While on a recent flight to Wisconsin, I picked up the copy of Delta Sky Magazine from my seat back (yes, I forgot to pack a newspaper). In it was an article that was about e-books and publishing. The article broke down devices used for e-books and implications on books as we know them. I am a new owner of an iPad and also bought a Nook e-reader for my children. I’m a gadget guy, so no one had to convince me that these were great devices. However, it’s been notable that many people who are starting to gobble up these devices are not. They are normal people. 10 million iPads have been sold since released in spring of 2010. Interesting also were some of the implications of e-books and the education publishing industry which I am a part of.
Most schools are only just now starting down a digital path. Most still have a foot firmly planted in a print world. There are many reasons too. Print books are a known product, they are durable, and tangible. E-books are a little mysterious. They live in a world of digital impulses, encapsulated in a hardware device, and the lifespan of this market to date can be measured less than a decade. Still, there is no denying the promise of e-books. Cost to create and bring to market are cheaper, distribution is easier. But does that alone make them better? If they are only digital reproductions of a page that would otherwise appear in a print book, then the answer is no.
Some of the best books I’ve found so far on my iPad are called “enhanced e-books.” Meaning they contain animation, embedded video, etc. They are not static pages but have interactivity built at the heart. I’m drawn to these books because they provide my children experiences that they can not otherwise have access too with a print book. As consumers become accustomed to these types of experiences, they will hasten a quick movement in the education market. The text is already and will become a part of a ever-growing multimedia experience with content. These new e-books will utilize all the power of the device that holds them. The book will be more than just expository. It will utilize input from the reader, adapt to their needs, provide social media outlets, and more.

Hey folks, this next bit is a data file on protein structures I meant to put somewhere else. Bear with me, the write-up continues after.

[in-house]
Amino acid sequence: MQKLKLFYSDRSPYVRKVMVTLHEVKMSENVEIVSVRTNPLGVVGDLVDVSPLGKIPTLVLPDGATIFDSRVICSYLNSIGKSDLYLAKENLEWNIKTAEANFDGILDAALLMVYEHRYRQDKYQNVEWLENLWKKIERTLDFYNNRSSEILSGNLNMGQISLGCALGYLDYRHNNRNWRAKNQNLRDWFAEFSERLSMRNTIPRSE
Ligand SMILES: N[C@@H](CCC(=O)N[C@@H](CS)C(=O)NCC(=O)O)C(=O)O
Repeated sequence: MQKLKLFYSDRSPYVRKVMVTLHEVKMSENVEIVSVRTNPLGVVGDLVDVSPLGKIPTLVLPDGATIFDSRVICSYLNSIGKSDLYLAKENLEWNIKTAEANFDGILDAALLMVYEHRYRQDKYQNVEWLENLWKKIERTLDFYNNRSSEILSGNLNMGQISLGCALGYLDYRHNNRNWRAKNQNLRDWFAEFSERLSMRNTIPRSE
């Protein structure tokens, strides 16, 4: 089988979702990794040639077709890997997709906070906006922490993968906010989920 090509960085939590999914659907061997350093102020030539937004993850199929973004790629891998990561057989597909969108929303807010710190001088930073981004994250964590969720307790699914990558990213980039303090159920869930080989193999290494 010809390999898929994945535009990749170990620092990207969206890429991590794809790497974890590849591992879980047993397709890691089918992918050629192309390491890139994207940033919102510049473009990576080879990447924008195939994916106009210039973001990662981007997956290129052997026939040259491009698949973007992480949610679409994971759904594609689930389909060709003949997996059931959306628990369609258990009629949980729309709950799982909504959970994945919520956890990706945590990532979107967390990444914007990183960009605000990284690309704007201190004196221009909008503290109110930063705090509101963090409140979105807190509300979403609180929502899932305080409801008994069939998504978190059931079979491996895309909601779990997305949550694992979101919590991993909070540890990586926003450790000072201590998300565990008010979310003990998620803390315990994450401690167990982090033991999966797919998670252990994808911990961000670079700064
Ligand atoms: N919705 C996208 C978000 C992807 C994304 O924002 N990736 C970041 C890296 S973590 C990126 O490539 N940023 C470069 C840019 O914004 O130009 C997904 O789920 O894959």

The speed of all this coming to market is racing faster than anyone can really adjust to. Computers and digital devices have always been notoriously susceptible to being out-of-date when they hit the shelf. This continues…what does that mean for the e-books made today? Not only will publishers like TCI have to stay on top of changes in knowledge that can affect content, but they will also have to be super flexible to changes in the devices and systems they use. We have moved our e-books to online as we believe it gives us the best chance to adapt to new devices, new speeds, and new capabilities. Students can use interactive tools to highlight, have text read to them, and can be challenged to review key concepts via LearnTCI. We want a student whose district purchases a LearnTCI subscription now to have a state-of-the-art e-text in 2016, not 2010. So it will improve as new capabilities come about.
As a result of e-books, devices that read them, and consumer demand, publishing will change more in the next 10 years than it has changed in the last 200 years. Scared? Don’t be. We’re on a misty bridge on the way to a desirable location.